One of Motorola's latest patents published by the US Patent & Trademark Office reveals a crazy future flexible, rollable display that could also function as a smartphone. It could also function as an illuminated sign, a flashlight-like device and yet only illuminate areas that are note touched by the user so that the user won't experience any display heat. Built-in sensors know where the user's face is at all times and could alter the size or position of text depending on where the user's eyes happen to be. While it's interesting and very futuristic, the jury is still out as to what it's supposed to accomplish for either the consumer or enterprise user. While Motorola has a vision here, they're apparently not in any hurry in wanting to share that with us at this time. A few tech companies including Motorola, Microsoft, LG and Samsung are betting on the future of devices with flexible and foldable displays. Some look like they have promising form factors. Motorola's idea, on the other hand, is really out-there – yet perhaps a little too out-there. While we love to applaud those who think outside the box, in this case, it's a grand idea with nowhere to go. I don't think there's much of a market for a paper-like scrollable smartphone. Then again, maybe it's just me.
One of Motorola's recent patent filing pertains to systems and methods for a rollable illumination device. In it they state that current electronic devices can offer various illumination modes wherein the electronic device can illuminate a display to provide light in an immediate area of a user. For example, an illumination mode can be useful in situations in which the user may need light for navigation, to locate an item, to see a specific item, to indicate their presence, or for other purposes. The illumination modes can illuminate displays in solid colors of light, colored patterns of light, or other configurations.
With the advent of flexible display technology for electronic devices, there is an opportunity to manage the illumination modes of a flexible display of an electronic device.
Overall, Google's first of two inventions on this matter relates to platforms and techniques for illuminating areas of a flexible display based on tactile interactions by a user and configurations of the electronic device.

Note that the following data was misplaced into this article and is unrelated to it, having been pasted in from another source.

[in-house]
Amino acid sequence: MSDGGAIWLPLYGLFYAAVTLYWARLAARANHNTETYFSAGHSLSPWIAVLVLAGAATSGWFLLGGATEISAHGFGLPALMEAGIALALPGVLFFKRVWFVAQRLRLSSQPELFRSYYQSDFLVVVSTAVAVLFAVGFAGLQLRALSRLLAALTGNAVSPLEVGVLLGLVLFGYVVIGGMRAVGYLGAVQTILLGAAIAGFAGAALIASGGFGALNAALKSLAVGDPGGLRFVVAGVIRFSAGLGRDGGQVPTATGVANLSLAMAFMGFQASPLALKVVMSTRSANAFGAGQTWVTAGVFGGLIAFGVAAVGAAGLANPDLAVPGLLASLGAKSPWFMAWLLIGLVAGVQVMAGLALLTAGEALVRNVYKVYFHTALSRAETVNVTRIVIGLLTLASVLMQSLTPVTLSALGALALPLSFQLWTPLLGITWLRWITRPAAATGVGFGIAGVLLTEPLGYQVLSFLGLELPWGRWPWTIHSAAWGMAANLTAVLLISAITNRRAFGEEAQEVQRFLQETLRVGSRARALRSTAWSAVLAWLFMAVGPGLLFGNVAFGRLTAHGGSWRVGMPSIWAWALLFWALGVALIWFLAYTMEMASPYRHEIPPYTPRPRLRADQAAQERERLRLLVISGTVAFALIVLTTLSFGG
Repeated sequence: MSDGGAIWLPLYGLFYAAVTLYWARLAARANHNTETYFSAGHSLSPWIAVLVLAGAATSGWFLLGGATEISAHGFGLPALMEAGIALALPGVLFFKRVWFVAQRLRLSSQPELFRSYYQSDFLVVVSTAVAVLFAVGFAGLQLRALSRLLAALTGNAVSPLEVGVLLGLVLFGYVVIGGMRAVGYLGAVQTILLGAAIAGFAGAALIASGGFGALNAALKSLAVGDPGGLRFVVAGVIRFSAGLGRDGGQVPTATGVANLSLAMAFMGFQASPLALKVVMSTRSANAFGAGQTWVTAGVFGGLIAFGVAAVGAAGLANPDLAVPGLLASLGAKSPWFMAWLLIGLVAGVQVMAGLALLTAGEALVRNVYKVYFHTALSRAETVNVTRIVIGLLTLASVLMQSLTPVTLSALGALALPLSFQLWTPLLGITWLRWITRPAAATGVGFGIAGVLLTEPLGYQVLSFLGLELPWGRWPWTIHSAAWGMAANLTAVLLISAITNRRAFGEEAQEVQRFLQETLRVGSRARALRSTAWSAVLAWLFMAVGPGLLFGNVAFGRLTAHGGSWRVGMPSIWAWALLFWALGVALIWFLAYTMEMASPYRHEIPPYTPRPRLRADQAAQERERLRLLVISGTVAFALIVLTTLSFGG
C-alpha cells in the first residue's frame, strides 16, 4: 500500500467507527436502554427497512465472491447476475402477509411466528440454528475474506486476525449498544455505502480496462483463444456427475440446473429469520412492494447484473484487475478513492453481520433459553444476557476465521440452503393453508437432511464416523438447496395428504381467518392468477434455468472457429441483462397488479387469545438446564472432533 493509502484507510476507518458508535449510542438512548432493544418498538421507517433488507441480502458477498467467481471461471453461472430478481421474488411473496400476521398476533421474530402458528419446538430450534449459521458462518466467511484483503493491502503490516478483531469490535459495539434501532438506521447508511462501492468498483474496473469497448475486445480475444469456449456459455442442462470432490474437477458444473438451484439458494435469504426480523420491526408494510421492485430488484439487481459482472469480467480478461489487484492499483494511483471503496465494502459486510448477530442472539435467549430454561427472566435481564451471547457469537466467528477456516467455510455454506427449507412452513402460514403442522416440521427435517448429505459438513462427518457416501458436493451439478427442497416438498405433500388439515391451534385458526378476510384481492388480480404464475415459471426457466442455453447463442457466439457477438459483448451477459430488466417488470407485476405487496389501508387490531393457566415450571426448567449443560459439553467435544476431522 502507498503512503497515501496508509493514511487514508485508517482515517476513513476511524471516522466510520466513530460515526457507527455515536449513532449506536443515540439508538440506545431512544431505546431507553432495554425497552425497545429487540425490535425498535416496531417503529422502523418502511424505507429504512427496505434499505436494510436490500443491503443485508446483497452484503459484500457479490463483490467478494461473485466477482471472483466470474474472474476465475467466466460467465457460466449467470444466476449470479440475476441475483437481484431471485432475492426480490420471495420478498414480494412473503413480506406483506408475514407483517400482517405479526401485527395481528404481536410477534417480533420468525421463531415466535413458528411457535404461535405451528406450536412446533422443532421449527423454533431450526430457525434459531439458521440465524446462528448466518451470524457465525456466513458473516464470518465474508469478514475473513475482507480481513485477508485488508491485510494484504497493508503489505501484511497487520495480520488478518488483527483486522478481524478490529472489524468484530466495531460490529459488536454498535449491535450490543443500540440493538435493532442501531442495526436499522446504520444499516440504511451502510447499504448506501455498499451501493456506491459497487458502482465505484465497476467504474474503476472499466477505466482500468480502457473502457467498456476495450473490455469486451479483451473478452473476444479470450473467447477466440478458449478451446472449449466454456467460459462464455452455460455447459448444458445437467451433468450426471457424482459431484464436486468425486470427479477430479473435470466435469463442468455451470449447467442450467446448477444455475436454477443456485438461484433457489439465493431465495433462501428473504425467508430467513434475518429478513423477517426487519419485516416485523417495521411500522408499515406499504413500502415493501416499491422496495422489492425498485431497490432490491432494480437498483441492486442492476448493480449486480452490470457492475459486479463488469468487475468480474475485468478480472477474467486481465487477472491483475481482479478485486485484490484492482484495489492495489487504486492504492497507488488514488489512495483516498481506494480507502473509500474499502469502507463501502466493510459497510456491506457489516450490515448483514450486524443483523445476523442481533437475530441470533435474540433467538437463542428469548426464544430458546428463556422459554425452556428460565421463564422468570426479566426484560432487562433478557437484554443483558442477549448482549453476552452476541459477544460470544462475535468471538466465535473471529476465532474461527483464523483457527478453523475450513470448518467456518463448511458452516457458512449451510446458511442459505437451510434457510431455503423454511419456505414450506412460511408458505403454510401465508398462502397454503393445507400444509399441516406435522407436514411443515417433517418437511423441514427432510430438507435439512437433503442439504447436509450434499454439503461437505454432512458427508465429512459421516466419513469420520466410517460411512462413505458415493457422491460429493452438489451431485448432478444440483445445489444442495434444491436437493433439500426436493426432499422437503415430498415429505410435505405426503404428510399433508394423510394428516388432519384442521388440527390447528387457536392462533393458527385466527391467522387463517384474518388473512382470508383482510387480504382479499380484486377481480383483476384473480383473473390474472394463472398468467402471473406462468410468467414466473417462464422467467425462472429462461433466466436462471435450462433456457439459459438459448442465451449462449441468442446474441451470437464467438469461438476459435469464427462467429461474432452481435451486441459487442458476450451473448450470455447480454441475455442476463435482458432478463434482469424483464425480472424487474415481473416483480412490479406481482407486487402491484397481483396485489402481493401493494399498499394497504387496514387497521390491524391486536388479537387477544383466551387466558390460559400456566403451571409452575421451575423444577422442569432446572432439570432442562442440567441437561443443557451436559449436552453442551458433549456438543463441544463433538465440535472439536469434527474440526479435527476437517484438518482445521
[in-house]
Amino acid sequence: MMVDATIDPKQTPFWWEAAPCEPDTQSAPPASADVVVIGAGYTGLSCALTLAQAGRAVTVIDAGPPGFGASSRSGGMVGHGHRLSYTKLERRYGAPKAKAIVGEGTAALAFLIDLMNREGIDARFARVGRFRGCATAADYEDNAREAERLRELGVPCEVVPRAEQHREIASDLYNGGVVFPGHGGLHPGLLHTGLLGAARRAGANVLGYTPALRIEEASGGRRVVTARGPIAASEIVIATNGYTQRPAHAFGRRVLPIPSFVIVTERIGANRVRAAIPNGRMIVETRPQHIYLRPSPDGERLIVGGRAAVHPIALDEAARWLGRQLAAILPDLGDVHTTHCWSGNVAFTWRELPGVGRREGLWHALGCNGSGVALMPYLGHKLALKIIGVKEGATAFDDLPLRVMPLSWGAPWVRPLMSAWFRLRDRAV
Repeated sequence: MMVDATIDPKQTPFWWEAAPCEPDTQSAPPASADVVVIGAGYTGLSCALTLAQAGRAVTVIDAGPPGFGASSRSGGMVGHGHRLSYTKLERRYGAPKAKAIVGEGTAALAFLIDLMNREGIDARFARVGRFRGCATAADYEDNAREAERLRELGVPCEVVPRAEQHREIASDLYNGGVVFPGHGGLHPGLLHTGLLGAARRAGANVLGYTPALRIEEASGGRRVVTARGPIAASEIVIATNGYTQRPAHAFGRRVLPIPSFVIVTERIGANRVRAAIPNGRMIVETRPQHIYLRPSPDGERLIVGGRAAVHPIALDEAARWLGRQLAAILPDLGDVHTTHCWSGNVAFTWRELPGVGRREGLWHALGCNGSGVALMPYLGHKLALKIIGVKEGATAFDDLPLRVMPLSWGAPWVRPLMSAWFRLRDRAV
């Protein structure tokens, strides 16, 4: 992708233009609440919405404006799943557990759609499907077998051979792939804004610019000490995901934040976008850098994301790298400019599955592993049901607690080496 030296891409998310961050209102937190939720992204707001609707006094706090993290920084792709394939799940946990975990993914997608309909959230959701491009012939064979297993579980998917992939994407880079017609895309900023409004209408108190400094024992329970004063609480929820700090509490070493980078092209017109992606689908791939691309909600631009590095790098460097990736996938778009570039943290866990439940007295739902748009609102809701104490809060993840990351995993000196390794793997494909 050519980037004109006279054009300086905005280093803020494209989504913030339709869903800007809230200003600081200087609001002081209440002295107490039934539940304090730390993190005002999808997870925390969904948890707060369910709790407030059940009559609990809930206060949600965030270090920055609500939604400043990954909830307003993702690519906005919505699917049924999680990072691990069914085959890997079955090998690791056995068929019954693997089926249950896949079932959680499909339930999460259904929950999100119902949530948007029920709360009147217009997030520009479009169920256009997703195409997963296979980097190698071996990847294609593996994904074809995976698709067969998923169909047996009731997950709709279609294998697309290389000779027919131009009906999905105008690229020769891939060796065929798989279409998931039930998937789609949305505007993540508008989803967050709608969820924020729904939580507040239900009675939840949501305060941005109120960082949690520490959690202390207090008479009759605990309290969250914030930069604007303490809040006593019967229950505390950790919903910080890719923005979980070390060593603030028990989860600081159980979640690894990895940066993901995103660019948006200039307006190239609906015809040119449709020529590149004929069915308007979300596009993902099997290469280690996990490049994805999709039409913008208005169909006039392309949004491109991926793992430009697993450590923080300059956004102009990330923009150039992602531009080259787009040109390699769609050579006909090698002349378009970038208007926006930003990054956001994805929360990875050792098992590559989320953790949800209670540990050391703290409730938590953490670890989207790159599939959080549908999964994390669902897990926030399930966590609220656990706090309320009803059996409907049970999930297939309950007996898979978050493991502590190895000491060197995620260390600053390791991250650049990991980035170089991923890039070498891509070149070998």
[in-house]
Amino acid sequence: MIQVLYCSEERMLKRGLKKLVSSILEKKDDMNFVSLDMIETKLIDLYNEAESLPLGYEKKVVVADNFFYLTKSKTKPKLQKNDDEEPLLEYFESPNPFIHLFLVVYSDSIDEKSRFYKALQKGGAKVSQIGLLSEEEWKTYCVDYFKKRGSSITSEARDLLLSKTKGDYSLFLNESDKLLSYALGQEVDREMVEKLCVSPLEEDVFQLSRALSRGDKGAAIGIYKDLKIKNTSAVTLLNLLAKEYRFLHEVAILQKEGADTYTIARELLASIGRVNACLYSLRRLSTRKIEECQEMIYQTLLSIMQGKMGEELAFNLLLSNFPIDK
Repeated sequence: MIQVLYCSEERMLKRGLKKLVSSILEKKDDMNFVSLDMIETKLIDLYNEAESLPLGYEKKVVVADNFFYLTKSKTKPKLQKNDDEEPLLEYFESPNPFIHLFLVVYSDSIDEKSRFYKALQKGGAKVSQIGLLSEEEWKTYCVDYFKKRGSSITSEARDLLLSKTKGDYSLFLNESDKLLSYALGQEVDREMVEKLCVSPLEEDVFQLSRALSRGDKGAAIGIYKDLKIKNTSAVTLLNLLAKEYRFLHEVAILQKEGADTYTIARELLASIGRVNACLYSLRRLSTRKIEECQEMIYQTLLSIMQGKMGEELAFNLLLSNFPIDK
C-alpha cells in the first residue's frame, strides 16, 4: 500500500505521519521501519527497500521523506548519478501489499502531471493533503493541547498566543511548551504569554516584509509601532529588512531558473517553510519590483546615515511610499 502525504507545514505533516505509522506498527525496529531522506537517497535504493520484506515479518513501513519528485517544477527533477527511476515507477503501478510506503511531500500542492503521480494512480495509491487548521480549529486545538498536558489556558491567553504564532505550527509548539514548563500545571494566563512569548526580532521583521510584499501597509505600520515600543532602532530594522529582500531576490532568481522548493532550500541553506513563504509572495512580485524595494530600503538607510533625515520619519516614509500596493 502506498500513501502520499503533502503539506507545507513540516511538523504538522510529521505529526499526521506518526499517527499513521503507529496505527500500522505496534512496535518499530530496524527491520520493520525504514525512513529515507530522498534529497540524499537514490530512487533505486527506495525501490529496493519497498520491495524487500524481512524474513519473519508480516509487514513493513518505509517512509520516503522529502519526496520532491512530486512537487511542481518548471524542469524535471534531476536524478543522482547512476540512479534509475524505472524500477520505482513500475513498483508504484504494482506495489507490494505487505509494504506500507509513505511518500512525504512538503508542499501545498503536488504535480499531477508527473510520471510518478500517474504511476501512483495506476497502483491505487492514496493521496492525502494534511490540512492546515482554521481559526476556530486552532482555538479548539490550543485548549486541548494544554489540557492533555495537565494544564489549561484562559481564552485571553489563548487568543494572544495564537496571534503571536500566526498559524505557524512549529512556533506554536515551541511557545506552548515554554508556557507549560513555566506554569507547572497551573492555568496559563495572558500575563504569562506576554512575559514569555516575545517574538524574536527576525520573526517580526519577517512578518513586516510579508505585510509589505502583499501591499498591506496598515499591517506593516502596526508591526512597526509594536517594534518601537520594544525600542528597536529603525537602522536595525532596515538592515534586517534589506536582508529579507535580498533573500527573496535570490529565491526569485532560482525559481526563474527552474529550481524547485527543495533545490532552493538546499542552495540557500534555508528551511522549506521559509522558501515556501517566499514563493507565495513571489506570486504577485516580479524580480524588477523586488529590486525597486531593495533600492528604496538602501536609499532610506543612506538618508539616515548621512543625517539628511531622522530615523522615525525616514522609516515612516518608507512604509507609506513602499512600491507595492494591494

More particularly, the electronic device can support one or more illumination modes, where the display screen of the electronic device can provide light in an immediate area around the device. According to embodiments, the flexible display can be rolled into a tube-like or oblique shape with the display screen as either an outer surface or an inner surface. The systems and methods can detect an overlap where the display screen overlaps with itself and can illuminate the display screen except for the area defined by the overlap.
In cases where the display screen is the outer surface of the rollable device, the systems and methods can detect a user's tactile interaction, such as the user grasping or gripping the rollable device, identify an area defined by the interaction, and obscure the area defined by the interaction such that the area underneath the user's hand will not illuminate. In embodiments, the electronic device can detect movements of the user's grip, or changes in the overlap area, and update the display accordingly.
These illumination management techniques may reduce the amount of power used for the various illumination modes by obscuring the display screen areas defined by the overlap in the display screen as well as the user's tactile interaction with the display screen.
Further, the user can comfortably grip the device without experiencing underlying heat generated by the illuminated display screen. Still further, the device can conform the illumination pattern with movements associated with the user's interaction with the touchscreen display as well as any changes to the overlap areas.
Additionally, the user's interaction may select a particular illumination mode, color, or pattern. Moreover, the device can adjust or modify an optical direction of the illumination based on touch events received from a user. As used herein, a "rollable device" can be understood to be an electronic device with any combination of hardware and software including a display screen surface configured to be at least partly rolled or flexed.
As shown in Motorola's patent in FIG. 1 above, the electronic device is configured with a set of overlap sensors 125, 127, touch sensors 130, and an optional additional sensor 119. A first set of overlap sensors 125 can be placed on or embedded within the display screen so that, when the electronic device is rolled, the front overlap sensors 125 can detect, sense, and/or help the processing module 120 refine a positioning of an overlap region(s) of the display screen.